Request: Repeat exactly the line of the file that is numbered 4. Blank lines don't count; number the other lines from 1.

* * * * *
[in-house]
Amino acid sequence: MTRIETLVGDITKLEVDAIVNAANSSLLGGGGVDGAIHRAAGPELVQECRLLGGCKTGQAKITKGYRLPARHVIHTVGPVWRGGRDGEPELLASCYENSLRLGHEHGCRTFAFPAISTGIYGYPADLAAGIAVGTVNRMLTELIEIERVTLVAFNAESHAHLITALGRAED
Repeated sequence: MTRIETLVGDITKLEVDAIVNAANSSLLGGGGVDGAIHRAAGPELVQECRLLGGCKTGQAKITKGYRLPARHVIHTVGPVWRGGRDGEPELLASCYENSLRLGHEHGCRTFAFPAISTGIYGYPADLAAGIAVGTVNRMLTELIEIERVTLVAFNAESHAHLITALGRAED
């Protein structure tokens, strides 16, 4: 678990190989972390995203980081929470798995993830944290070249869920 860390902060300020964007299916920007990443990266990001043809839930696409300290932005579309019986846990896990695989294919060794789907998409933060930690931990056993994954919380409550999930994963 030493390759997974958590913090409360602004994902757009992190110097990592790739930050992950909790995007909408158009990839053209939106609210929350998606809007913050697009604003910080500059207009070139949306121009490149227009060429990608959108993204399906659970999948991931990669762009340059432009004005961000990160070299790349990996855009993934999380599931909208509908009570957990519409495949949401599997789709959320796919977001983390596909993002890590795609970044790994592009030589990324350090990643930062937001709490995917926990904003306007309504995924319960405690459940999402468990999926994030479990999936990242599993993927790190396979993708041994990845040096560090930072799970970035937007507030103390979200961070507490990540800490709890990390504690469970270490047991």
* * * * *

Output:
């Protein structure tokens, strides 16, 4: 678990190989972390995203980081929470798995993830944290070249869920 860390902060300020964007299916920007990443990266990001043809839930696409300290932005579309019986846990896990695989294919060794789907998409933060930690931990056993994954919380409550999930994963 030493390759997974958590913090409360602004994902757009992190110097990592790739930050992950909790995007909408158009990839053209939106609210929350998606809007913050697009604003910080500059207009070139949306121009490149227009060429990608959108993204399906659970999948991931990669762009340059432009004005961000990160070299790349990996855009993934999380599931909208509908009570957990519409495949949401599997789709959320796919977001983390596909993002890590795609970044790994592009030589990324350090990643930062937001709490995917926990904003306007309504995924319960405690459940999402468990999926994030479990999936990242599993993927790190396979993708041994990845040096560090930072799970970035937007507030103390979200961070507490990540800490709890990390504690469970270490047991």